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501
Plenoptic Modeling: An ImageBased Rendering System
, 1995
"... Imagebased rendering is a powerful new approach for generating realtime photorealistic computer graphics. It can provide convincing animations without an explicit geometric representation. We use the “plenoptic function” of Adelson and Bergen to provide a concise problem statement for imagebased ..."
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Cited by 760 (20 self)
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Imagebased rendering is a powerful new approach for generating realtime photorealistic computer graphics. It can provide convincing animations without an explicit geometric representation. We use the “plenoptic function” of Adelson and Bergen to provide a concise problem statement for imagebased rendering paradigms, such as morphing and view interpolation. The plenoptic function is a parameterized function for describing everything that is visible from a given point in space. We present an imagebased rendering system based on sampling, reconstructing, and resampling the plenoptic function. In addition, we introduce a novel visible surface algorithm and a geometric invariant for cylindrical projections that is equivalent to the epipolar constraint defined for planar projections.
FAST VOLUME RENDERING USING A SHEARWARP FACTORIZATION OF THE VIEWING TRANSFORMATION
, 1995
"... Volume rendering is a technique for visualizing 3D arrays of sampled data. It has applications in areas such as medical imaging and scientific visualization, but its use has been limited by its high computational expense. Early implementations of volume rendering used bruteforce techniques that req ..."
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Cited by 542 (2 self)
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Volume rendering is a technique for visualizing 3D arrays of sampled data. It has applications in areas such as medical imaging and scientific visualization, but its use has been limited by its high computational expense. Early implementations of volume rendering used bruteforce techniques that require on the order of 100 seconds to render typical data sets on a workstation. Algorithms with optimizations that exploit coherence in the data have reduced rendering times to the range of ten seconds but are still not fast enough for interactive visualization applications. In this thesis we present a family of volume rendering algorithms that reduces rendering times to one second. First we present a scanlineorder volume rendering algorithm that exploits coherence in both the volume data and the image. We show that scanlineorder algorithms are fundamentally more efficient than commonlyused ray casting algorithms because the latter must perform analytic geometry calculations (e.g. intersecting rays with axisaligned boxes). The new scanlineorder algorithm simply streams through the volume and the image in storage order. We describe variants of the algorithm for both parallel and perspective projections and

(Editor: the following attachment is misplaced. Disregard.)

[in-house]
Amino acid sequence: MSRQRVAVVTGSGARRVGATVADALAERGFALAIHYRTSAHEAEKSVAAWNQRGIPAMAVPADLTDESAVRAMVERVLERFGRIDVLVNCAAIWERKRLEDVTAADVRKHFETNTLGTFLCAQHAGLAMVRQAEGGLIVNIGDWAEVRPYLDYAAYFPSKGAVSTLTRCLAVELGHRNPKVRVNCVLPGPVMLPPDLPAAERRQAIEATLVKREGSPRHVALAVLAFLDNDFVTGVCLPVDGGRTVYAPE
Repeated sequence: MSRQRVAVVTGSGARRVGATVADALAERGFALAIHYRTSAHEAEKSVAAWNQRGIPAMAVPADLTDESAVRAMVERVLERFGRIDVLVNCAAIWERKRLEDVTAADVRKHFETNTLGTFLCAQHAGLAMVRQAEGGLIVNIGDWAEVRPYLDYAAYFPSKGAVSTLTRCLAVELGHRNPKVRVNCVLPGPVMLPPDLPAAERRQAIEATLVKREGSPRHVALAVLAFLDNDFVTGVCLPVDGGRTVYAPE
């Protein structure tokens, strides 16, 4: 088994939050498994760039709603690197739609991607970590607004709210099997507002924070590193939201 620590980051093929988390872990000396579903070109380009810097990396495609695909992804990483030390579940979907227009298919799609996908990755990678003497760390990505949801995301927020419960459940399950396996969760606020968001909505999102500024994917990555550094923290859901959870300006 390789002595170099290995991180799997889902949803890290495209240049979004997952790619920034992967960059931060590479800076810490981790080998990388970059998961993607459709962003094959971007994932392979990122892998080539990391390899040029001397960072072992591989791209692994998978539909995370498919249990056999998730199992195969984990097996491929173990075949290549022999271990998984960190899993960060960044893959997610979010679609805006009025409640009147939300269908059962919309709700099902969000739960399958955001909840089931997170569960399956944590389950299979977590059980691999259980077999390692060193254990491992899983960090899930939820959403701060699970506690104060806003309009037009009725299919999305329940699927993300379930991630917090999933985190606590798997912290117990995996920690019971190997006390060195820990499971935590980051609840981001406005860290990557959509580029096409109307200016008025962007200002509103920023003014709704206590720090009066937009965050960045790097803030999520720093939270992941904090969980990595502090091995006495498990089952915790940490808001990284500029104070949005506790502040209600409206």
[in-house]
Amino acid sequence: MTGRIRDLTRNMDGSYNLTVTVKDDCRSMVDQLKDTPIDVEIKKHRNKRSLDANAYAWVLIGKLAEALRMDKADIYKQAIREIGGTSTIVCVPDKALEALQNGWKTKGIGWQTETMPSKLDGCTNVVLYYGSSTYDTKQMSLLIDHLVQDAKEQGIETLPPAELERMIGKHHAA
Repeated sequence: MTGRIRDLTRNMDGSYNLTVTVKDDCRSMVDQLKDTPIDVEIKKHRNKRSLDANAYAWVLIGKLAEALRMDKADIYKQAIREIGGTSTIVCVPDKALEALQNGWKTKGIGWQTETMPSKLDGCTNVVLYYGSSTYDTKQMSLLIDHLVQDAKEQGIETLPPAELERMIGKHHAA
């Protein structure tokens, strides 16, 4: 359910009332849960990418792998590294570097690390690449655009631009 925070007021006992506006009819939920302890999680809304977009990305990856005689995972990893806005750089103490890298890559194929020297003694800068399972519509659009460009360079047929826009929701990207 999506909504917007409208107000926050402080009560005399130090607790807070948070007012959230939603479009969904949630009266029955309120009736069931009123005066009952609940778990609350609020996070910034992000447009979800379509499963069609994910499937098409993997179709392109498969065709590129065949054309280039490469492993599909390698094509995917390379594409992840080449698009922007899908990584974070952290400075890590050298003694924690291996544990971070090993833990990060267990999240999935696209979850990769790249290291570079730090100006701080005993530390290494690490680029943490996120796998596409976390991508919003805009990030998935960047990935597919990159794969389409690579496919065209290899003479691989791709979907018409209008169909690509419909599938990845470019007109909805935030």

Photorealistic Scene Reconstruction by Voxel Coloring
, 1997
"... A novel scene reconstruction technique is presented, different from previous approaches in its ability to cope with large changes in visibility and its modeling of intrinsic scene color and texture information. The method avoids image correspondence problems by working in a discretized scene space w ..."
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Cited by 467 (21 self)
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A novel scene reconstruction technique is presented, different from previous approaches in its ability to cope with large changes in visibility and its modeling of intrinsic scene color and texture information. The method avoids image correspondence problems by working in a discretized scene space whose voxels are traversed in a fixed visibility ordering. This strategy takes full account of occlusions and allows the input cameras to be far apart and widely distributed about the environment. The algorithm identifies a special set of invariant voxels which together form a spatial and photometric reconstruction of the scene, fully consistent with the input images.